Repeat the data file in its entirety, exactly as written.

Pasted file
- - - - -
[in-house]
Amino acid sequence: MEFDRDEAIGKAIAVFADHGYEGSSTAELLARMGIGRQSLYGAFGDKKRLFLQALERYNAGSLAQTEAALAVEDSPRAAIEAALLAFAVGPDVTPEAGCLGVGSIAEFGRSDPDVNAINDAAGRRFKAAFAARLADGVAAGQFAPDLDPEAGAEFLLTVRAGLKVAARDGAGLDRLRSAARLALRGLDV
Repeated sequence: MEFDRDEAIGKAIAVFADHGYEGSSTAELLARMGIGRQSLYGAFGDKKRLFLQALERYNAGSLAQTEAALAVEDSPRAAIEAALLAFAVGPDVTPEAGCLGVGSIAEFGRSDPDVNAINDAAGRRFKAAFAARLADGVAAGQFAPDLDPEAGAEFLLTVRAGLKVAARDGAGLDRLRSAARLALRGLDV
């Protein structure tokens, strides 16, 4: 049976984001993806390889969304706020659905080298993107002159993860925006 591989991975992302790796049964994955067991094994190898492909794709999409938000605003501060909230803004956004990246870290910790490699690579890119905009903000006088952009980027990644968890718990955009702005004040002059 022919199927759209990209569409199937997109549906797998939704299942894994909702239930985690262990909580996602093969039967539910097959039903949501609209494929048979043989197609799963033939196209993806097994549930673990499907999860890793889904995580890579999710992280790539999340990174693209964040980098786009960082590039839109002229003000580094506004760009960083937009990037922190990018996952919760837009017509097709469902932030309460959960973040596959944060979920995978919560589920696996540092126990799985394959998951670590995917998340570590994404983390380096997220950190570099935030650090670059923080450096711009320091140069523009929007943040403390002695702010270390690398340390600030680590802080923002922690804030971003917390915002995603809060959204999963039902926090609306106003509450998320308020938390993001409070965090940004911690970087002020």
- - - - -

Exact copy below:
[in-house]
Amino acid sequence: MEFDRDEAIGKAIAVFADHGYEGSSTAELLARMGIGRQSLYGAFGDKKRLFLQALERYNAGSLAQTEAALAVEDSPRAAIEAALLAFAVGPDVTPEAGCLGVGSIAEFGRSDPDVNAINDAAGRRFKAAFAARLADGVAAGQFAPDLDPEAGAEFLLTVRAGLKVAARDGAGLDRLRSAARLALRGLDV
Repeated sequence: MEFDRDEAIGKAIAVFADHGYEGSSTAELLARMGIGRQSLYGAFGDKKRLFLQALERYNAGSLAQTEAALAVEDSPRAAIEAALLAFAVGPDVTPEAGCLGVGSIAEFGRSDPDVNAINDAAGRRFKAAFAARLADGVAAGQFAPDLDPEAGAEFLLTVRAGLKVAARDGAGLDRLRSAARLALRGLDV
């Protein structure tokens, strides 16, 4: 049976984001993806390889969304706020659905080298993107002159993860925006 591989991975992302790796049964994955067991094994190898492909794709999409938000605003501060909230803004956004990246870290910790490699690579890119905009903000006088952009980027990644968890718990955009702005004040002059 022919199927759209990209569409199937997109549906797998939704299942894994909702239930985690262990909580996602093969039967539910097959039903949501609209494929048979043989197609799963033939196209993806097994549930673990499907999860890793889904995580890579999710992280790539999340990174693209964040980098786009960082590039839109002229003000580094506004760009960083937009990037922190990018996952919760837009017509097709469902932030309460959960973040596959944060979920995978919560589920696996540092126990799985394959998951670590995917998340570590994404983390380096997220950190570099935030650090670059923080450096711009320091140069523009929007943040403390002695702010270390690398340390600030680590802080923002922690804030971003917390915002995603809060959204999963039902926090609306106003509450998320308020938390993001409070965090940004911690970087002020």